like a newborn skyscraper.

I watch it eat the cloud of a page.
                I watch it eat
two clouds. I feel it eat the sky

of an idea, the heaven
                of a mistake, the whole
afternoon, I sharpen my pencil

& tell it eat, urge it grow.
                But the more it eats,
the less it grows.

In its belly: planets,
                the night,
gods, the future.

In my hand: a stick.
                A quickly
growing memory.

I sharpen my pencil
                until it is all tooth,
small tooth. All hunger,

my hunger. Sleepless
                chronic dreamer. Greedy
magic sliver.




How Will You Live Now?

                after Bhanu Kapil


As ancient pollen. As newborn
antimatter. As flummoxed

as always. As the version of
Gilmore Girls in which Lane

& Mrs. Kim get to star.
As the slowly expanding

sound of the word
armoire. As a light rain

beginning to write a long,
very Russian novel.

As an elephant’s ear.
As most likely

to die while trying to
think of a synonym

for armoire.
As a supremely

orange, slippery
radiance—radiating from

the window of a castle
inside an aquarium.






is a mean curl
of moon
coming at
you in roller-
blades. Let our
pelvises listen
to friendship’s
bright criss-
crossing of night
& terrible futons
too many miles apart.
Let our pelvises
be wrapped in
a silver blanket made
possible by celestial
the sun lending
itself to the moon’s
face. Friendship
is a face
rollerblading &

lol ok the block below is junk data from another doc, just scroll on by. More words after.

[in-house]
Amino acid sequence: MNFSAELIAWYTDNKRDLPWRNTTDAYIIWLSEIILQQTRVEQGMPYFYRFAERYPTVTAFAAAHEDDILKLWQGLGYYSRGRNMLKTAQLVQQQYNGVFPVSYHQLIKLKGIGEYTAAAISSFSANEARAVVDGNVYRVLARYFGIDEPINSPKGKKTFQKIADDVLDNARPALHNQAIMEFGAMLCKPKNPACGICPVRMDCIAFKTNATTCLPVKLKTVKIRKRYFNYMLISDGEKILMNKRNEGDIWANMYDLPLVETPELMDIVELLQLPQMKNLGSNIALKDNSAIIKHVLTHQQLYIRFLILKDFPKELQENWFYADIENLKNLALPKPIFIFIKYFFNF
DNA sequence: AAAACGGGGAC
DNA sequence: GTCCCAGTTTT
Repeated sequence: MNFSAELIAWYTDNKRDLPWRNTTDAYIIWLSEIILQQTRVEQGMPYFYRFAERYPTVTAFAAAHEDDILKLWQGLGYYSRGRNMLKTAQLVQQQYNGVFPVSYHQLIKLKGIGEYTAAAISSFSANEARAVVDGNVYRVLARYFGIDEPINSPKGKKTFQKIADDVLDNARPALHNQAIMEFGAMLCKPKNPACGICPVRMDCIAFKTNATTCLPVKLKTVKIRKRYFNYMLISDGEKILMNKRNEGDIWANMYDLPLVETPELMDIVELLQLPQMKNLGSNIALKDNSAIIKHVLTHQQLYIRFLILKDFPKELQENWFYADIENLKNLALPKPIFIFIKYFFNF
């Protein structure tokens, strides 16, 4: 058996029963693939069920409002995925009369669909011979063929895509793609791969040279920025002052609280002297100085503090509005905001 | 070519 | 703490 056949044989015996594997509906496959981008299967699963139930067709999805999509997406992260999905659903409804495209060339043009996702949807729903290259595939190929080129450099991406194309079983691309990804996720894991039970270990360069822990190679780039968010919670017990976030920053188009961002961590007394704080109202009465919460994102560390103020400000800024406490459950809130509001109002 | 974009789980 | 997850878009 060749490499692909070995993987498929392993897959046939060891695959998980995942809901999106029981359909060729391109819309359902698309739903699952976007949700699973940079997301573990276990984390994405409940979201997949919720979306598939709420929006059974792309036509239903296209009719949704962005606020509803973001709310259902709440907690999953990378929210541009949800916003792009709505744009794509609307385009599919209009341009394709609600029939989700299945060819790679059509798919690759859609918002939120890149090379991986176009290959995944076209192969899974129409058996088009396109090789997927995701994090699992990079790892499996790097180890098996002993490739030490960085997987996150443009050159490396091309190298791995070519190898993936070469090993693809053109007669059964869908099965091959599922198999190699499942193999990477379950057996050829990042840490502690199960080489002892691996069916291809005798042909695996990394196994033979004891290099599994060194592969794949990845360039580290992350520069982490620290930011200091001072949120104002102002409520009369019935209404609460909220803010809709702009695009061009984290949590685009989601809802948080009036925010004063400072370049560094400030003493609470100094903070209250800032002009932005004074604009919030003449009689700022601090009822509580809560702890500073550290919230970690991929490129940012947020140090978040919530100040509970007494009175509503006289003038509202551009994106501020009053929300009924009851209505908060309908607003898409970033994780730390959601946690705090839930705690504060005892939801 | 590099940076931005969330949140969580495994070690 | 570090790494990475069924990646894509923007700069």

wearing short-
shorts & handing
out hotdogs
in the midst
of spiky roaches,
leaky rooms.
Friendship waits
till everyone has
a hotdog & is ready
to put on their
own rollerblades.
Friendship’s hotdogs
are indeed
the moon’s hotdogs
& don’t taste all that great.
But friendship doesn’t
expect you to take
every bite, to finish.
Friendship wants you to
have what it can make,
what it is trying
to make, with its
small moon hands, its
crescent hands criss-
crossing the night
& our cities swollen
with dream.
Friendship travels
at the speed of heat
& one bite of mustard-
dripping hotdog.
Friendship travels
at the speed of a favorite
music video never
loading on Safari
while we wait
& wait. Friendship
is the crashed browser,
the honey of not
going to bed at
bedtime. We are busy
listening to friendship
in the softest part
of our pelvises.


for Sam

By Chen Chen

Chen Chen is the author of When I Grow Up I Want to Be a List of Further Possibilities, selected by Jericho Brown for the A. Poulin, Jr. Poetry Prize and out now from BOA Editions, Ltd. The book was also a finalist for the Anthony Hecht Poetry Prize (Waywiser Press). Chen’s work has appeared in two chapbooks and in publications such as Poetry, Indiana Review, Gulf Coast, Poem-a-Day, Best of the Net, and The Best American Poetry. His work has been recognized by eight Pushcart Prize nominations and an honorable mention in this year’s anthology. He has received fellowships from Kundiman, Lambda Literary, the Saltonstall Foundation, and in 2015 he was a finalist for the Ruth Lilly and Dorothy Sargent Rosenberg Poetry Fellowships. Currently, Chen is pursuing a PhD in English and Creative Writing at Texas Tech University. He lives in Lubbock with his partner, Jeff Gilbert, and their pug dog, Mr. Rupert Giles. For more information, visit (Photo credit: Jess Chen)